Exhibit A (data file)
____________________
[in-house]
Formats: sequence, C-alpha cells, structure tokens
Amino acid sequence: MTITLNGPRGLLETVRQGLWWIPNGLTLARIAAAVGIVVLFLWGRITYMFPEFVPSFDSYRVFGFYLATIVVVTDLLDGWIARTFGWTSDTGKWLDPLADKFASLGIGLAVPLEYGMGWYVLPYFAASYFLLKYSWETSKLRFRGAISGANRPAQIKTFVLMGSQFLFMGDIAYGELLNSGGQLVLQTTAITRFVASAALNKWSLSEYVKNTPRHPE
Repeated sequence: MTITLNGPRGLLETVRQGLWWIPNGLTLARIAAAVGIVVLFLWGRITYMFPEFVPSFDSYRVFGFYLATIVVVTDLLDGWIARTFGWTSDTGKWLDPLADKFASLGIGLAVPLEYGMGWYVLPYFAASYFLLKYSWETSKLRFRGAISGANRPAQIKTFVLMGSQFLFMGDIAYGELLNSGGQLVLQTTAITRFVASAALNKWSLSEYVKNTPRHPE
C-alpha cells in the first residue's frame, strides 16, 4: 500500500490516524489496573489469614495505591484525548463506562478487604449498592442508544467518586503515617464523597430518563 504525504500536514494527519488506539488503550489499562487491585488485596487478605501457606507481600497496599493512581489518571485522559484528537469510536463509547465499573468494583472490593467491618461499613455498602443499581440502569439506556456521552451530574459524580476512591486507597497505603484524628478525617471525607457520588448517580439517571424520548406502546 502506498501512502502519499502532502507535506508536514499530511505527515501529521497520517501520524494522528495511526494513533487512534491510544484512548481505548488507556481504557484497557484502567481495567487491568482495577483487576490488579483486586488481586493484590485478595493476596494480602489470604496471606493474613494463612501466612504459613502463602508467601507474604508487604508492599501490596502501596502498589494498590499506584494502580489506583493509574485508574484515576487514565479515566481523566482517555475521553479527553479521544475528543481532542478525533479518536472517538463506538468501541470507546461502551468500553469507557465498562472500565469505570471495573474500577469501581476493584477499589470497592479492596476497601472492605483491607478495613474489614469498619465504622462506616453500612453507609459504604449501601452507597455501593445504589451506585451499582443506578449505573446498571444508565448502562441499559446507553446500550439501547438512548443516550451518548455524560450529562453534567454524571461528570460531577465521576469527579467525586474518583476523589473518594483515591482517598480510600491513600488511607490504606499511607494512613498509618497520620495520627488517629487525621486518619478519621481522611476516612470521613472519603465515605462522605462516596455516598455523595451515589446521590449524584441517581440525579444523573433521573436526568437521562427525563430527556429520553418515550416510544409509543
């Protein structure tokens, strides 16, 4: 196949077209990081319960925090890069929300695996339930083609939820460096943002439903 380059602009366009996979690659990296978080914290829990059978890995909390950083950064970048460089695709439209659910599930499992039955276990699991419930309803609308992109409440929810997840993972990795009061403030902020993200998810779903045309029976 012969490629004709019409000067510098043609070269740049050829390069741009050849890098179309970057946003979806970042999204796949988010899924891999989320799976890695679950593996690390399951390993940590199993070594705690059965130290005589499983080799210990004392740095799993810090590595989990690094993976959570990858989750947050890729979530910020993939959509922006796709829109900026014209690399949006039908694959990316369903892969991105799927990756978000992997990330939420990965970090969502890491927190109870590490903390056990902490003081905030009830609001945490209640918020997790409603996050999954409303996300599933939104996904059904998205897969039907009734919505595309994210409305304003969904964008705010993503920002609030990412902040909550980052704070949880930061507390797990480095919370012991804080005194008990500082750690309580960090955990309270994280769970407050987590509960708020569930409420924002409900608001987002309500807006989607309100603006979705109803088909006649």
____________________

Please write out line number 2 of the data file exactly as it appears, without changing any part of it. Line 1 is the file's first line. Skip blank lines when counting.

Formats: sequence, C-alpha cells, structure tokens